• haudit

    Alfa’s reliability is fine. It’s not great, or even particularly good, but it’s not irredeemably terrible either. It’s the detail build quality that really leaves them adrift of the Germans, with things like flimsier trim and switchgear than you’d perhaps expect given the price of the vehicle – the swivel wheel for the infotainment system is a good example.

    • LeStori

      The entertainment system is an after thought. The bits that are important like the gear change paddles, are perferct. And that is what is different about Alfa Romeos. They are not “consumer” items. They will never suit everyone. And they need to be serviced properly. I have owned Alf aRomes sicnce 1979. The climate is mild so no rust problems . Mechanically, as long as they were serviced properly without worrying about the servicing cost ,they were reliable. Try and save money on servicing and you paid for it big time.

      • haudit

        It’s a car that’s expected to sell in significant volume. Like it or not, that’s the dictionary definition of a ‘consumer item’.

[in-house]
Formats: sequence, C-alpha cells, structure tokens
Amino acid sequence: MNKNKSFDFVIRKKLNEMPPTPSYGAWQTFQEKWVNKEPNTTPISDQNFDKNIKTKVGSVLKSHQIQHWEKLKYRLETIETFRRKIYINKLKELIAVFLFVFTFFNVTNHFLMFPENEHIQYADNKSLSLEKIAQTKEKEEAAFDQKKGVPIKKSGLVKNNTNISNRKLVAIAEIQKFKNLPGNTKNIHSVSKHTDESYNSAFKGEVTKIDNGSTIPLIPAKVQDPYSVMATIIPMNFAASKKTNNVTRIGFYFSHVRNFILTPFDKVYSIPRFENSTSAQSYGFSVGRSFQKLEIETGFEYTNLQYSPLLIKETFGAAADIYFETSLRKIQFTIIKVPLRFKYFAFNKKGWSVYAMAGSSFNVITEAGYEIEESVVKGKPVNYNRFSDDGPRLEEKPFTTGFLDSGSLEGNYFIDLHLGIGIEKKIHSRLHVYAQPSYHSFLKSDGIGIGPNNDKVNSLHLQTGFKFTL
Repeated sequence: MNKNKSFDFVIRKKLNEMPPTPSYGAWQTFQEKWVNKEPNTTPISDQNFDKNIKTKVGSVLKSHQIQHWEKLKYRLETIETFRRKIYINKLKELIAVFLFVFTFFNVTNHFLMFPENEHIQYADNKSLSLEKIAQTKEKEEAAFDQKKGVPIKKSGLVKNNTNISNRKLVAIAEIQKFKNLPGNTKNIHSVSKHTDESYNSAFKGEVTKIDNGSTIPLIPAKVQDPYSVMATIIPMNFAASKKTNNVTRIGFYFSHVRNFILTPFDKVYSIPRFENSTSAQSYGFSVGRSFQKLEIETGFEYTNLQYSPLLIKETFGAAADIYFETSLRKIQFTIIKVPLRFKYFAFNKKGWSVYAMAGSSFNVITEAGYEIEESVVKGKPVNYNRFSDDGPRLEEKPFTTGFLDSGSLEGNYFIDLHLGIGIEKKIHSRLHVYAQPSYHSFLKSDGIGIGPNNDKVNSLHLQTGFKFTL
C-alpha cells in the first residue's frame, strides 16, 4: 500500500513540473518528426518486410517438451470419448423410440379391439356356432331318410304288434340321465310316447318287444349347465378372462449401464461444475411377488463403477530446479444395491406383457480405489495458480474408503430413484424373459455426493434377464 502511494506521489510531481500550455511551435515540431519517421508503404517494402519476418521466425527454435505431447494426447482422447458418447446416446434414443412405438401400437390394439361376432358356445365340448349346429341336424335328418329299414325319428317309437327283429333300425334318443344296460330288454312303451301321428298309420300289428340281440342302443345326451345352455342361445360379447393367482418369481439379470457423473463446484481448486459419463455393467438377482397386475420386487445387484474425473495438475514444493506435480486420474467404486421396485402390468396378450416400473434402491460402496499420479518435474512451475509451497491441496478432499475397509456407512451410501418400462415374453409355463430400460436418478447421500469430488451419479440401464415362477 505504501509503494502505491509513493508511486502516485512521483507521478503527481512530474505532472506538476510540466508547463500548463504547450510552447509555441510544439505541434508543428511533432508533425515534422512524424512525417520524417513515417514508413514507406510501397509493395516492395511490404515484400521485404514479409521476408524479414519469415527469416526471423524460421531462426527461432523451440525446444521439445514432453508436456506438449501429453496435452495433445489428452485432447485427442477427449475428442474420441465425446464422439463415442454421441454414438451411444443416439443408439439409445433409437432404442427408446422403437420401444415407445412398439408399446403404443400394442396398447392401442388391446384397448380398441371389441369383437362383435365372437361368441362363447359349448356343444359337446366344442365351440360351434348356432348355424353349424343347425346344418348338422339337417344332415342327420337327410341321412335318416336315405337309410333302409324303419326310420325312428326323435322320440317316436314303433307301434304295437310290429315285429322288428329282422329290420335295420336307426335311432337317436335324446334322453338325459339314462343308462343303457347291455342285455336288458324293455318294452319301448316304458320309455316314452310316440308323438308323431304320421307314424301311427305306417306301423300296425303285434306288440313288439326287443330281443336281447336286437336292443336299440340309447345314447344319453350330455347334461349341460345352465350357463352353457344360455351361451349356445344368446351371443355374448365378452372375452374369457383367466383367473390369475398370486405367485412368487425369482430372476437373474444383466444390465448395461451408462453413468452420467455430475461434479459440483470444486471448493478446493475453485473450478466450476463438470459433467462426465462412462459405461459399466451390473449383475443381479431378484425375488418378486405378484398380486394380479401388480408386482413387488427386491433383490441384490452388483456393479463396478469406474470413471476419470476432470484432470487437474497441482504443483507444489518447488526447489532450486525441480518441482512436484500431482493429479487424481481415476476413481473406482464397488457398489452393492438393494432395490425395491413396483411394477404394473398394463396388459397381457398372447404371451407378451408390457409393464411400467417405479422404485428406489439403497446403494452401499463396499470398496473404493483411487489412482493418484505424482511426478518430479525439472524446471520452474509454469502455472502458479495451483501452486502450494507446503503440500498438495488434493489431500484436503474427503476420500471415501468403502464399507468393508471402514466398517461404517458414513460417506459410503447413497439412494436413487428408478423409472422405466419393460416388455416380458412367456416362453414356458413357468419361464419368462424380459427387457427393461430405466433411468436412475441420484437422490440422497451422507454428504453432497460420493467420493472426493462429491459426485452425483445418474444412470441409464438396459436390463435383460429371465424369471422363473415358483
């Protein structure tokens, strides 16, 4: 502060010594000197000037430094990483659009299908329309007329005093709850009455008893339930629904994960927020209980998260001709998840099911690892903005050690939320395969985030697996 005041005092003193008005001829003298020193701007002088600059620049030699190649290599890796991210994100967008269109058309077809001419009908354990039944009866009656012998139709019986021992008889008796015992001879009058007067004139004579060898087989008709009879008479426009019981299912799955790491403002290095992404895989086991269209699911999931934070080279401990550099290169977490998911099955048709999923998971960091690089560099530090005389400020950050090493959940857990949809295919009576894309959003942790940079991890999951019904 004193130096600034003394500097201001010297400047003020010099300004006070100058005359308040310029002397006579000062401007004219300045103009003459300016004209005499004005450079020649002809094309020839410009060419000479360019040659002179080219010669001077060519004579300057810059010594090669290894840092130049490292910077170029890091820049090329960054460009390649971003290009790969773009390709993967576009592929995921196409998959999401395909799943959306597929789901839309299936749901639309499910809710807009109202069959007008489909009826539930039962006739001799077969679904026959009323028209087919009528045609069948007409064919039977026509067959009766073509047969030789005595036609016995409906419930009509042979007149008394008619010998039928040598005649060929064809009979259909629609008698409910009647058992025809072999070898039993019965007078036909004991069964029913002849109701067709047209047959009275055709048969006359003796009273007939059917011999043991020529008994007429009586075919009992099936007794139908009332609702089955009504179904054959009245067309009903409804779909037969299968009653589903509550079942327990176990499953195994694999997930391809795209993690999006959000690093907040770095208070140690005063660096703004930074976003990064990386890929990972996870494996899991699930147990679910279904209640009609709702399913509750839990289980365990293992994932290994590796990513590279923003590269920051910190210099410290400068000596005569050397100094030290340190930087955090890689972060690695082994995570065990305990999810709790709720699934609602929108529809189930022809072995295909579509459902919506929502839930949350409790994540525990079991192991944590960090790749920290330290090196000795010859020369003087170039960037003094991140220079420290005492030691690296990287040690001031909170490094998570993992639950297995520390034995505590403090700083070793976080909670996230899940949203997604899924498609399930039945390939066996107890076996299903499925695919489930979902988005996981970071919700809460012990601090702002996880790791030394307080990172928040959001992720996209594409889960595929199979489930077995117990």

• LeStori

          A Toyota is a Consumer item. Alfa Romeos will sell well enough now that they are again Alfa Romeos and not FIAT Romeos. Base on down market FIAT Chassis. But in “Significant” aka noteworthy quantity. Now that is another matter.

          As for the definition of consumer . I have taken it to mean an item that anyone would buy and forget. An Appliance. Alfa Romeo will never be a manufacturer of appliances. This also means some people will love them and others will find that the cup holders are not big enough or not enough of them and go an buy a Toyota. Abusing Alfa Romeo for not meeting their needs.